Pedrocut

Master Barmmie
Accuracy may important in History, but sometimes mistakes are made. Unfortunately some mistakes in History are deliberate!
 

Morturn

Super Moderator
Staff member
It is certainly an interesting, but not new debate about historical accuracy. I personally do not believe that there is a subjective truth in history and I avoid using the term ‘historical fact’. My take on this is that historic events are as perceived by the beholder and subjective to their background, education, race, creed, sex, age, environment and a most of everything else that shapes an individual. In short, we all see the world around us differently, and therefore all end up with a slightly or wildly different version of events.


This governs how we record the events, how we remember them and how we recall them in later life. You only have to listen to two people talking about a football match to see this.


In terms of historical sources, both primary and secondary, we know that documentation is not accurate. Either by design, error or manipulation, documentation can be misleading. In history, words will tell us a story of the past that not necessarily happened, but what someone want you to think what happened, or how we wished what had happened. I once read a document that said a double decker bus had been found on the moon.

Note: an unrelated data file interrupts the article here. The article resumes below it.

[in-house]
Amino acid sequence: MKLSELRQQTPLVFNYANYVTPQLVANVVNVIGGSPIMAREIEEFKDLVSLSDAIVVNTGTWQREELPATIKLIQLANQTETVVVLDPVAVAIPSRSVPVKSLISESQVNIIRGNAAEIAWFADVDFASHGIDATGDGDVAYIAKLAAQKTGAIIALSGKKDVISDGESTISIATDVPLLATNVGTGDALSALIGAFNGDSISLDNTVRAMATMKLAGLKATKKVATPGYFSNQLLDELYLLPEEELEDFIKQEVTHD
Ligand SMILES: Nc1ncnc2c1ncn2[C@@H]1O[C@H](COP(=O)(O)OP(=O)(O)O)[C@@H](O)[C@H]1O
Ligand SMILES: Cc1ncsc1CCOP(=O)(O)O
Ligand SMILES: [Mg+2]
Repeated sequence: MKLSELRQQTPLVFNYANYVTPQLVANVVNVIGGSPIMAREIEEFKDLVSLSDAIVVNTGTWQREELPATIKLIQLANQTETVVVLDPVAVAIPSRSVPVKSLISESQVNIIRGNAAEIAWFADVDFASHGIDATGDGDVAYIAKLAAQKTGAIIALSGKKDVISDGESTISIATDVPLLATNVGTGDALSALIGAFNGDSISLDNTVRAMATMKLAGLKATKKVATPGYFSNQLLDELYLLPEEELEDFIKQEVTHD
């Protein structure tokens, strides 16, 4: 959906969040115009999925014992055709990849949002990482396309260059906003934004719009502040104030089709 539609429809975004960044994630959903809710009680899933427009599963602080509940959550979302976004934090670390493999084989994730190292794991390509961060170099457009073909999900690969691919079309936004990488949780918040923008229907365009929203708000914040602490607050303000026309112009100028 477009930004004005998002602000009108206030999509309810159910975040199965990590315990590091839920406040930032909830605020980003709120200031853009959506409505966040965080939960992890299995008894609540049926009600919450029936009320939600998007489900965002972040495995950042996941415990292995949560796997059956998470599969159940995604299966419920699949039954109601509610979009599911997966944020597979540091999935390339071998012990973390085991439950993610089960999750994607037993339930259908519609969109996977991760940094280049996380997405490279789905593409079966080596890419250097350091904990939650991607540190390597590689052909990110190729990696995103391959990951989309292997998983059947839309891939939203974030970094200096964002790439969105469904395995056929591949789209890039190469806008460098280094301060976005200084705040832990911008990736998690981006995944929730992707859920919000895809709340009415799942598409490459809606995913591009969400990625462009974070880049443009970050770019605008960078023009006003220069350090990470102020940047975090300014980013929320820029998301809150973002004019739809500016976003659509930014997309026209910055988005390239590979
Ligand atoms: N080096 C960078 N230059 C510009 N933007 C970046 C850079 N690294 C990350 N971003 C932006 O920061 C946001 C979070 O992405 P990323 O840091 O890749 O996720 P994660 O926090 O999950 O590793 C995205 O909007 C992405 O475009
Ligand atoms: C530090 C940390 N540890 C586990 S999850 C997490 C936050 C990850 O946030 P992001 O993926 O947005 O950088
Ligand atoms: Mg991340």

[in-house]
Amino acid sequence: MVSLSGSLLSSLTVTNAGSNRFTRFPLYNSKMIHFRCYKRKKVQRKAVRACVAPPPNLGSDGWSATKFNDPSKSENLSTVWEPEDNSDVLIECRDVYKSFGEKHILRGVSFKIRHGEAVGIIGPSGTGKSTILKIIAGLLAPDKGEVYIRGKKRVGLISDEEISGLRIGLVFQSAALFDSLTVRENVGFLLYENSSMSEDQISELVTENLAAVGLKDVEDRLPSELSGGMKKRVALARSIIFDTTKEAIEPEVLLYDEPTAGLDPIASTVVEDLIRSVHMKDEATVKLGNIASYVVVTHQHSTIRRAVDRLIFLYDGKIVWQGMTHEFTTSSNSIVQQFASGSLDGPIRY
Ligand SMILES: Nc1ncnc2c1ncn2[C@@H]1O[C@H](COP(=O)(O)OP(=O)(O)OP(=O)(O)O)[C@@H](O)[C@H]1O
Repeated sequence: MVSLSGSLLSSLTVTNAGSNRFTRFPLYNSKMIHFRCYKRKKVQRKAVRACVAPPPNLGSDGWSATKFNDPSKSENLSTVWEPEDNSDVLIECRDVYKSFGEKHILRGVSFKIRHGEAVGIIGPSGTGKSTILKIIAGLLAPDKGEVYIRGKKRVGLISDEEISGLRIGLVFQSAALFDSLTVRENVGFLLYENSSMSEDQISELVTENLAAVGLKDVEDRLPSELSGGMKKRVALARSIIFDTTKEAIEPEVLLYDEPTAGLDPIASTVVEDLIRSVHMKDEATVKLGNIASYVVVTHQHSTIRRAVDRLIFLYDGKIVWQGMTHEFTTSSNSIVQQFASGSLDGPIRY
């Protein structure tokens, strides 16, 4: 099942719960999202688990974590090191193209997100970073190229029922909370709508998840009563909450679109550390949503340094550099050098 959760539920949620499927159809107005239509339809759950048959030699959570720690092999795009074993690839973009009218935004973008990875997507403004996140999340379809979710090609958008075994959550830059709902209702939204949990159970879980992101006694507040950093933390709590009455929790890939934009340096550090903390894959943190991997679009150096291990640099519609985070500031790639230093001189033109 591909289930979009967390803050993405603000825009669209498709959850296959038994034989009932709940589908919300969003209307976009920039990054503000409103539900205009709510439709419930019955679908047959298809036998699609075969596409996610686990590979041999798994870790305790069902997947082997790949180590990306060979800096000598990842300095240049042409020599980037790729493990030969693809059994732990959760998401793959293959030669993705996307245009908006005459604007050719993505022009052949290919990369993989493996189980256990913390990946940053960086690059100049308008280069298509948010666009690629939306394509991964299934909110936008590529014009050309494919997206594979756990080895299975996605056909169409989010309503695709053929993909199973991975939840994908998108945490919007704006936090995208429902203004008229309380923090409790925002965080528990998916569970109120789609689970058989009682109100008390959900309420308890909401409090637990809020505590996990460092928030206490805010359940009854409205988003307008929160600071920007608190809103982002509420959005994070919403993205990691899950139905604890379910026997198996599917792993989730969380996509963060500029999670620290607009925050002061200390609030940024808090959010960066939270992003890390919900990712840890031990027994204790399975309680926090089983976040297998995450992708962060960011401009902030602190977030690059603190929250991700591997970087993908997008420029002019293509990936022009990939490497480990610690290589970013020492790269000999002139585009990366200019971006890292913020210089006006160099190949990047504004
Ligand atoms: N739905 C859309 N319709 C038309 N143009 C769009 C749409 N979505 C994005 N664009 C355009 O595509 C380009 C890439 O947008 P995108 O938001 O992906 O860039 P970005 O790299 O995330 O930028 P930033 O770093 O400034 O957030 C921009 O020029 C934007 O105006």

The written word is the instrument we all play. It’s incredibly powerful, some say mightier than the sword. It can start a war, tell you I love you or can lead you to believe what someone wants you to think.


I certainly do not rely solely on what the documentation has to say when object from the past can and do often tell very different story that the accepted wisdom. While the written word will enhance our knowledge, studying an object will enhance our understanding.


Which leads to the question, is historical accuracy important? To me its not, because then you can open the subject up for a discussion and explore other possibilities that may or may not deepen your understanding.
 

Vivienne14

Super Moderator
Staff member
Pedro and Mort. Agree with your points on "truths" as seen by a country, organisation, family etc - a simple example is the family historian who follows up on a long held family story, only to find the facts being twisted either to place the story in a better light or it becomes a story that's changed over time. Sadly, in its extreme form historical 'facts' can do much harm such as hiding the atrocities of war. If these are uncovered over time, all to the good.

The matter of 'Aston/Ashton Park' is a small by comparison, but I think we're all striving to make our site as accurate as we can.

The fact that we can freely challenge information/data etc on here is one of its strengths. Think of how many alternative interpretations and understandings we've arrived at on a whole range of points. As Mort says "open up the subject and explore other possibilities". I'm certainly in favour of this and have thoroughly enjoyed discussions where we've done this. (Probably got too over enthusiastic at times though !)

But one last point I'd add is, let's also be mindful of keeping it in perspective too.

Viv.